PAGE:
Cons: Lack of specialty medical doctors. Not available for in-person evaluations.
*Disclaimer: Telemedica is a VACI-Affiliated Provider and VA Claims Insider Elite Members can get Nexus Letters and DBQs at 61-67% off Telemedica’s published rates.
#2. MRPY Professional Services
Pros: Veteran-owned and operated company that provides medical evidence documentation to veterans nationwide. Also offers NexusPrep™, virtual exams, DBQs, and rebuttal letters. Competitive rates on all products and services.
Cons: Lack of specialty medical doctors. Not available for in-person evaluations.
- #1). If you have little or no evidence of a disability in your service treatment records (military medical records), get a Nexus Letter.
- #2). If your VA claim was denied service connection, get a Nexus Letter.
- #3). If you’re trying to prove secondary service connection for a VA secondary claim, get a Nexus Letter.
While a Nexus Letter does not guarantee service connection, it can serve as the missing link for veterans trying to establish service connection for their VA disability conditions.
A VA Nexus Letter is also incredibly powerful to combat a bad C&P exam, especially if a veteran has been previously denied service connection for a condition in which he/she believes should be service connected.
Veterans: Do You Want a Nexus Letter?
SHOCKER: The data shows the VA is probably going to screw up your request for a Medical Opinion (Nexus)…
Up to 68% of the time in fact...
But did you know you can meet the “Nexus” requirement INDEPENDENTELY, without the VA, and possibly have a better shot of getting service connected, maybe even without a C&P exam?
Yep, it’s true.
By getting a VA Independent Medical Opinion (IMO) from a private provider.
We can help you get a Nexus Letter at reduced rates!!!
Watch this video:
- VA Claims Insider is a highly-rated, veteran-owned and operated business.
- 20,000+ disabled veterans served in our membership programs since 2016.
- 30% average VA rating increase for veterans who complete our #1 rated Elite program.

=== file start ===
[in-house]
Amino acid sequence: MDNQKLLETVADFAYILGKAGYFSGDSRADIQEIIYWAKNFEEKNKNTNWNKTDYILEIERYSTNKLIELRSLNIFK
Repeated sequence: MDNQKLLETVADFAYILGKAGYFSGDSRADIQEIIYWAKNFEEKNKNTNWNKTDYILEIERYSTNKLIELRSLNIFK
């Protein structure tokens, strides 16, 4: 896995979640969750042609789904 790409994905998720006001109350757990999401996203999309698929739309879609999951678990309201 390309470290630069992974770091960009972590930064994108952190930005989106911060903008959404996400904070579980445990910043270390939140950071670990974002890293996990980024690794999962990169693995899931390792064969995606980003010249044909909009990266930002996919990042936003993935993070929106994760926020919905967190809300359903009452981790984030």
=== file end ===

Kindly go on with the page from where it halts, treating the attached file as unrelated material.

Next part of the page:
- Employs 144 teammates; comprised of 44 veterans and 12 military spouses.
- Better Business Bureau (BBB) accredited.
- 4.7/5.0 average rating out of 4,000+ total reviews; over 3,000 5-star reviews.
About the Author
Founder & CEO
Brian Reese is a VA benefits expert, author of the #1 Amazon Bestseller You Deserve It: The Definitive Guide to Getting the Veteran Benefits You’ve Earned, and founder of VA Claims Insider – “The Most Trusted Name in Education-Based Resources for Veterans.”
His frustration with the 8-step VA disability claims process led him to create “VA Claims Insider,” which provides U.S. military veterans with tips, strategies, and lessons learned for successfully submitting or re-submitting a winning VA disability compensation claim.
Brian is also the CEO of Military Disability Made Easy, which is the world’s largest free searchable database for all things related to DoD disability and VA disability claims and has served more than 4,600,000 military members and veterans since its founding in 2013.
His eBook, the “9 Secrets Strategies for Winning Your VA Disability Claim” has been downloaded more than 300,000 times in the past three years and is the #1 rated free VA disability claims guide for veterans.
He is a former active duty Air Force officer with extensive experience leading hundreds of individuals and multi-functional teams in challenging international environments, including a combat tour to Afghanistan in 2011 supporting Operation ENDURING FREEDOM.
Brian is a Distinguished Graduate of Management from the United States Air Force Academy, Colorado Springs, CO and he holds an MBA from Oklahoma State University’s Spears School of Business, Stillwater, OK, where he was a National Honor Scholar (Top 1% of Graduate School class).